People who like spicy foods may eat less salt and have lower blood pressure, potentially reducing their risk of heart attacks and strokes, a study from China suggests.
When people didn’t care for spicy food, they consumed an average of 13.4 grams a day of salt, according to the study published in the journal Hypertension. But when people craved spicy dishes, their average salt intake was just 10.3 grams a day.
Systolic blood pressure was 8 mmHg (millimeters of mercury) lower for people with the greatest love of spicy foods than for individuals with the lowest tolerance for spice, the study also found. Diastolic blood pressure was 5 mmHg lower for spice lovers, Reuters reported.
“Our study shows that the enjoyment of spicy flavor is an important way to reduce salt intake and blood pressure, no matter the type of food and the amount of food,” said senior study author Dr. Zhiming Zhu of Third Military Medical University in Chongqing, China.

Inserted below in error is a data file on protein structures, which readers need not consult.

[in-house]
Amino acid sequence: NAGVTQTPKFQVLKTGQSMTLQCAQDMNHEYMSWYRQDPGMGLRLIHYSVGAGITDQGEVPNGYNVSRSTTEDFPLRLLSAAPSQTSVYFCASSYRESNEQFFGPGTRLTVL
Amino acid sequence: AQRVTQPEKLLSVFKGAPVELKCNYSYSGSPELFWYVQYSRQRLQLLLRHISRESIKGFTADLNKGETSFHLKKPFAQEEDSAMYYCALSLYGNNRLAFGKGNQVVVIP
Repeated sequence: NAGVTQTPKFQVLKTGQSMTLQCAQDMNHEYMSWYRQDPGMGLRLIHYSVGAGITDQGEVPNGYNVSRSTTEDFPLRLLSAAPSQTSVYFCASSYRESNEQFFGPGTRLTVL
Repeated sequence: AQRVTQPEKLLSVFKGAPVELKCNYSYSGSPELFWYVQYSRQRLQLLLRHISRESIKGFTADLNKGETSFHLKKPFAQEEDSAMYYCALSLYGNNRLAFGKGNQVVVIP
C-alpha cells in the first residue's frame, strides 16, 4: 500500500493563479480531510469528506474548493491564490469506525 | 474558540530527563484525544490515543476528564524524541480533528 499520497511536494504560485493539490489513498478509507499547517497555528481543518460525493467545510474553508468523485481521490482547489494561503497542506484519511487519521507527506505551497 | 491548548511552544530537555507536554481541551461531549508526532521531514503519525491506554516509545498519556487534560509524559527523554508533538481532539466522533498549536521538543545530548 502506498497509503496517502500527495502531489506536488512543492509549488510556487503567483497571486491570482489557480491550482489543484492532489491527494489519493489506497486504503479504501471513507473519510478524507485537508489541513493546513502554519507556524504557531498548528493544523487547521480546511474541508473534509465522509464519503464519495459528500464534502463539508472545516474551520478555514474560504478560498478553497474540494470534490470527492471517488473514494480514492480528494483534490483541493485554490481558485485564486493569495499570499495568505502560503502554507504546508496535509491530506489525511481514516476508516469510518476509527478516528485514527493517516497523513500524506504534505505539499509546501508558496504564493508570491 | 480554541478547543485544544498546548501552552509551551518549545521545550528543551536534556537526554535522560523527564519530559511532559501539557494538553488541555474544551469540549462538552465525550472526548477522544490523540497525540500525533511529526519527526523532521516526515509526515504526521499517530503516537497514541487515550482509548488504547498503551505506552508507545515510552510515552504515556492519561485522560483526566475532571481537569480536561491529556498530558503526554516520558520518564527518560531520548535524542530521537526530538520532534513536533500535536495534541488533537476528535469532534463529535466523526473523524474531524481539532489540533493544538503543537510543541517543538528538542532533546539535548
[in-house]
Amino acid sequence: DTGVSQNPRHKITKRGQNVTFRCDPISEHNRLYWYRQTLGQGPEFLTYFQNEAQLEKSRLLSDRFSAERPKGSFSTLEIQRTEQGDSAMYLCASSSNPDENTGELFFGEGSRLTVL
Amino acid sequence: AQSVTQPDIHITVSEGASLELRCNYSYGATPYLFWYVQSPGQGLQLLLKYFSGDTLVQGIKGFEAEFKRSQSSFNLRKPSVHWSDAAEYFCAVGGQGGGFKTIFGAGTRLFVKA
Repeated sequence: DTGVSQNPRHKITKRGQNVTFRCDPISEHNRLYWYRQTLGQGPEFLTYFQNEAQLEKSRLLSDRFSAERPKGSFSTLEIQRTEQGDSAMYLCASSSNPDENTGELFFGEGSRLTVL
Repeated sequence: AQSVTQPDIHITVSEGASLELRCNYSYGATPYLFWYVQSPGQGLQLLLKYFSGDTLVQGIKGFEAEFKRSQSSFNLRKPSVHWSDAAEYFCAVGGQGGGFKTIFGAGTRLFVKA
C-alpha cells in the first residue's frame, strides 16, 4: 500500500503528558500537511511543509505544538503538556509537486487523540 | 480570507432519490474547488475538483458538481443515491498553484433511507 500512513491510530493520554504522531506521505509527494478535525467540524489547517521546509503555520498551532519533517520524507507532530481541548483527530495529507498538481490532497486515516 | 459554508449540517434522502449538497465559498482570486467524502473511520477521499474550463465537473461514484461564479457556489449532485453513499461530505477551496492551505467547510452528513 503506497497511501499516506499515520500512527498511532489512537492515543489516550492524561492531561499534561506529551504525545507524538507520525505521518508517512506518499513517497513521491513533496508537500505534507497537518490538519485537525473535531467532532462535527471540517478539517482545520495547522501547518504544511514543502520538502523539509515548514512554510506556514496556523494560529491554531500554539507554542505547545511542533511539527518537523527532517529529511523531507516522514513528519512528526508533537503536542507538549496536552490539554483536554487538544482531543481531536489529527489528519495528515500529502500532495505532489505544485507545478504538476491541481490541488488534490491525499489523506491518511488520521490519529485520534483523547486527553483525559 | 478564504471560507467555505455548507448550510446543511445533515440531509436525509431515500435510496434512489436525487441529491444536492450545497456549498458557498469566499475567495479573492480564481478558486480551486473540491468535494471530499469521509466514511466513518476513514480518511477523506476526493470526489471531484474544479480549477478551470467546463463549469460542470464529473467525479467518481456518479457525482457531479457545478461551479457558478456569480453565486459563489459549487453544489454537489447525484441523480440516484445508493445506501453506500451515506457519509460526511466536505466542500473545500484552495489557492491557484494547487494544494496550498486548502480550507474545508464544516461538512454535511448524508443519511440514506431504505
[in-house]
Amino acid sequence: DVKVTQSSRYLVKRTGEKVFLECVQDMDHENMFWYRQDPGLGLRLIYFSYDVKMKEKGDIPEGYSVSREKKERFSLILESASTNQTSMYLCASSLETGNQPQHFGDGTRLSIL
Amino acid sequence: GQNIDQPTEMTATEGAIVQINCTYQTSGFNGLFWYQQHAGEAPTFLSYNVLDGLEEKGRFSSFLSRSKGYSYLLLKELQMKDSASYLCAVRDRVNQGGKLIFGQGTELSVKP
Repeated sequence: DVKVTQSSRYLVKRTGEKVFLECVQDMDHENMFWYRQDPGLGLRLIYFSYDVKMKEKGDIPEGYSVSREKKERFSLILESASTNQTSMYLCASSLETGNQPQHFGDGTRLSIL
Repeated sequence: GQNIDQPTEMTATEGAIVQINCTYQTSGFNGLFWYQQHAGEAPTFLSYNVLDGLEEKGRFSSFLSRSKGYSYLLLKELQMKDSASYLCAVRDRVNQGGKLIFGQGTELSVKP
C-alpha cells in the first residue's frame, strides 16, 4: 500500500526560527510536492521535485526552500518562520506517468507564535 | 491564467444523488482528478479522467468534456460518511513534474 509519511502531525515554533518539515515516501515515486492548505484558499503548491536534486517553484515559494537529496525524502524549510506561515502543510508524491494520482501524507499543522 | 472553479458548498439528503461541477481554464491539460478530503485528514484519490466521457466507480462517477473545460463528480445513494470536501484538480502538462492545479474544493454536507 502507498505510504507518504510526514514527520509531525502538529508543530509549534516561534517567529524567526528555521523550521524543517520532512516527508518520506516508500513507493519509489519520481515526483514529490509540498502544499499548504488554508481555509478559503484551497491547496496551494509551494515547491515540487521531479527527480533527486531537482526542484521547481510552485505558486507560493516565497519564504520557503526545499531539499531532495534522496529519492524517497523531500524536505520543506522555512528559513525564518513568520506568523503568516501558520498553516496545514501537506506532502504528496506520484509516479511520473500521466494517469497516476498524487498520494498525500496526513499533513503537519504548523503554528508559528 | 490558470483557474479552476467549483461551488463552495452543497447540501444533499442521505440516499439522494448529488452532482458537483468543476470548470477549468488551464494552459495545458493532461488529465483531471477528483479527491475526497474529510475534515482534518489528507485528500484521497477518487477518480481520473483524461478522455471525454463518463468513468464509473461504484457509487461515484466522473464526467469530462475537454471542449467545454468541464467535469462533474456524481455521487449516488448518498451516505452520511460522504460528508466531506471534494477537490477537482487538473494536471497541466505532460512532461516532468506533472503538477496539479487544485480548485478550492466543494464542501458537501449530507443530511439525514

“We advise people to enjoy spicy food in their daily life as long as they can tolerate,” Zhu said added.
Researchers also used imaging techniques to look at two regions of the participants’ brains — the insula and orbitofrontal cortex — known to be involved in salty taste.
A high-salt diet has long been linked to higher odds of developing high blood pressure and heart disease as well as an increased risk of heart attack, stroke and heart failure.